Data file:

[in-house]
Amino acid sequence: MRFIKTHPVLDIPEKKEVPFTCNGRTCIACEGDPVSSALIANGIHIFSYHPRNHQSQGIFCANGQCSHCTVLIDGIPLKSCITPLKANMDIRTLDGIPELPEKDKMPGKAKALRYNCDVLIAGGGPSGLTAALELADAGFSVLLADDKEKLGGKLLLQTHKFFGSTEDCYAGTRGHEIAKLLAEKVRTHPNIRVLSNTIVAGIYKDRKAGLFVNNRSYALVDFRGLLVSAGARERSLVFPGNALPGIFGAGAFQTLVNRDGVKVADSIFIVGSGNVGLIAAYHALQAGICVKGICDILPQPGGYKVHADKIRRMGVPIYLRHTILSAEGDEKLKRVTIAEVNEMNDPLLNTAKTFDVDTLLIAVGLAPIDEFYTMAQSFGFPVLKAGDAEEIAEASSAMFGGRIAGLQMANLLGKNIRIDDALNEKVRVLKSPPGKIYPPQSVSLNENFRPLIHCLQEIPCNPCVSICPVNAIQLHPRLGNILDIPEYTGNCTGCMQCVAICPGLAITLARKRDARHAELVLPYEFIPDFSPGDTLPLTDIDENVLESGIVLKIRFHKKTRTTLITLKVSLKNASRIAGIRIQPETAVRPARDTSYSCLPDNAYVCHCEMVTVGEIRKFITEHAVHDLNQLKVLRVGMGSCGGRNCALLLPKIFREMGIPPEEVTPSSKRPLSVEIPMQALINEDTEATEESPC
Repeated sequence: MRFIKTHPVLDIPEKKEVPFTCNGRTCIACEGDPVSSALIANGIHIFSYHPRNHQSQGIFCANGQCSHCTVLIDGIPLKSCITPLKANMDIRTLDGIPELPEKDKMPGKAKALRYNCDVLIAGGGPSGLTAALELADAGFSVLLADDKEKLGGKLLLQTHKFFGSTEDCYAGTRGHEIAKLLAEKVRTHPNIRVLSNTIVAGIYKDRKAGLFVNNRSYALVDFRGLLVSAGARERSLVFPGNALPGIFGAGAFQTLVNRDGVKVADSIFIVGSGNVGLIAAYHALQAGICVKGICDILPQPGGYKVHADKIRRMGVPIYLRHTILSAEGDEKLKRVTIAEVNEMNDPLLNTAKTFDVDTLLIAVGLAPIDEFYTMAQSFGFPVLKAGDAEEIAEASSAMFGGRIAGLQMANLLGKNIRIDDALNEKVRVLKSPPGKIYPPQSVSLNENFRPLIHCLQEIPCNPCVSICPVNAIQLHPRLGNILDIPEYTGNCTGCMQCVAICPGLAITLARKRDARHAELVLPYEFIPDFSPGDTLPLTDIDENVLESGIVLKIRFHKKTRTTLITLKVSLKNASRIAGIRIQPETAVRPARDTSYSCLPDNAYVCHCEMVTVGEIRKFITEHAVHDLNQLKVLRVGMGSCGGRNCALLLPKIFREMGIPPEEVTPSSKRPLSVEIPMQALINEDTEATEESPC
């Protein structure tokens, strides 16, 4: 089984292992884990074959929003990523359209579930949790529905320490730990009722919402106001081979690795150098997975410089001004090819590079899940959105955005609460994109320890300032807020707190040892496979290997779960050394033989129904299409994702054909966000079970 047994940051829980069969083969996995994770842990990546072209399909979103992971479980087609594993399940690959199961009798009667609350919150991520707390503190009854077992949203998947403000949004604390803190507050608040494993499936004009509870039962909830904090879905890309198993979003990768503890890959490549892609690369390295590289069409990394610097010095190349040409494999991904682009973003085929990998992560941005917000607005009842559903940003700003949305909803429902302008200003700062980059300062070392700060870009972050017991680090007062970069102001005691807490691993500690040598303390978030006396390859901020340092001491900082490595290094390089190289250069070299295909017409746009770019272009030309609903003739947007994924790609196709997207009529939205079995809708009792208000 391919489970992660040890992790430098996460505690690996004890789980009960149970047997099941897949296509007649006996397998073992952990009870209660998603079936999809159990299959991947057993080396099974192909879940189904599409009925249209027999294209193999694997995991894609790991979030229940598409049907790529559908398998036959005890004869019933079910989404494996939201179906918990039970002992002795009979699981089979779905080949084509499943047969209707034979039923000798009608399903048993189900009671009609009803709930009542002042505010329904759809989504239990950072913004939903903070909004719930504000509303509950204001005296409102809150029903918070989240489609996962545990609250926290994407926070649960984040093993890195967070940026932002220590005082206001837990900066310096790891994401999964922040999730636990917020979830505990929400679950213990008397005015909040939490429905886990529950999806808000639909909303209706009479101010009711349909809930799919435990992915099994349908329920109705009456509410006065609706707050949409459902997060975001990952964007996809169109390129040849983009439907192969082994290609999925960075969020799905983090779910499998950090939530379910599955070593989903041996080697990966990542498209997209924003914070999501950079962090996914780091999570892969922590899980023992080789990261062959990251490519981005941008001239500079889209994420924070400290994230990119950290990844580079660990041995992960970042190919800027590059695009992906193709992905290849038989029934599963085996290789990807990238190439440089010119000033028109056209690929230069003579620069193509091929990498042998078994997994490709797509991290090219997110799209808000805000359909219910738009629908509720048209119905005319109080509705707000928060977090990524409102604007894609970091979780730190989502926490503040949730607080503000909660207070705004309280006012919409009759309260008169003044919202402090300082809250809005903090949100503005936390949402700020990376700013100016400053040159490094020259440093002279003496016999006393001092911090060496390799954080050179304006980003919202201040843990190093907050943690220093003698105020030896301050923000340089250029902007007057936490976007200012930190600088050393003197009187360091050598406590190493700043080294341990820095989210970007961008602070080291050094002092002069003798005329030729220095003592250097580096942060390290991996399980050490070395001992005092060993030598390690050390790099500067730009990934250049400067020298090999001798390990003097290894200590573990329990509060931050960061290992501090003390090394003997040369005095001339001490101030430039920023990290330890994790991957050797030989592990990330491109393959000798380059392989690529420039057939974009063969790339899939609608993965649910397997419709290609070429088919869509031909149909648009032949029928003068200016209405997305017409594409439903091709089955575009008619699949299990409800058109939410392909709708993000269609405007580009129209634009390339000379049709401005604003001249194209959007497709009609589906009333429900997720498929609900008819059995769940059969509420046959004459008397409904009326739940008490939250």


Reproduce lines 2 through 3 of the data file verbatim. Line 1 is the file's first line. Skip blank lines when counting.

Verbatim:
Amino acid sequence: MRFIKTHPVLDIPEKKEVPFTCNGRTCIACEGDPVSSALIANGIHIFSYHPRNHQSQGIFCANGQCSHCTVLIDGIPLKSCITPLKANMDIRTLDGIPELPEKDKMPGKAKALRYNCDVLIAGGGPSGLTAALELADAGFSVLLADDKEKLGGKLLLQTHKFFGSTEDCYAGTRGHEIAKLLAEKVRTHPNIRVLSNTIVAGIYKDRKAGLFVNNRSYALVDFRGLLVSAGARERSLVFPGNALPGIFGAGAFQTLVNRDGVKVADSIFIVGSGNVGLIAAYHALQAGICVKGICDILPQPGGYKVHADKIRRMGVPIYLRHTILSAEGDEKLKRVTIAEVNEMNDPLLNTAKTFDVDTLLIAVGLAPIDEFYTMAQSFGFPVLKAGDAEEIAEASSAMFGGRIAGLQMANLLGKNIRIDDALNEKVRVLKSPPGKIYPPQSVSLNENFRPLIHCLQEIPCNPCVSICPVNAIQLHPRLGNILDIPEYTGNCTGCMQCVAICPGLAITLARKRDARHAELVLPYEFIPDFSPGDTLPLTDIDENVLESGIVLKIRFHKKTRTTLITLKVSLKNASRIAGIRIQPETAVRPARDTSYSCLPDNAYVCHCEMVTVGEIRKFITEHAVHDLNQLKVLRVGMGSCGGRNCALLLPKIFREMGIPPEEVTPSSKRPLSVEIPMQALINEDTEATEESPC
Repeated sequence: MRFIKTHPVLDIPEKKEVPFTCNGRTCIACEGDPVSSALIANGIHIFSYHPRNHQSQGIFCANGQCSHCTVLIDGIPLKSCITPLKANMDIRTLDGIPELPEKDKMPGKAKALRYNCDVLIAGGGPSGLTAALELADAGFSVLLADDKEKLGGKLLLQTHKFFGSTEDCYAGTRGHEIAKLLAEKVRTHPNIRVLSNTIVAGIYKDRKAGLFVNNRSYALVDFRGLLVSAGARERSLVFPGNALPGIFGAGAFQTLVNRDGVKVADSIFIVGSGNVGLIAAYHALQAGICVKGICDILPQPGGYKVHADKIRRMGVPIYLRHTILSAEGDEKLKRVTIAEVNEMNDPLLNTAKTFDVDTLLIAVGLAPIDEFYTMAQSFGFPVLKAGDAEEIAEASSAMFGGRIAGLQMANLLGKNIRIDDALNEKVRVLKSPPGKIYPPQSVSLNENFRPLIHCLQEIPCNPCVSICPVNAIQLHPRLGNILDIPEYTGNCTGCMQCVAICPGLAITLARKRDARHAELVLPYEFIPDFSPGDTLPLTDIDENVLESGIVLKIRFHKKTRTTLITLKVSLKNASRIAGIRIQPETAVRPARDTSYSCLPDNAYVCHCEMVTVGEIRKFITEHAVHDLNQLKVLRVGMGSCGGRNCALLLPKIFREMGIPPEEVTPSSKRPLSVEIPMQALINEDTEATEESPC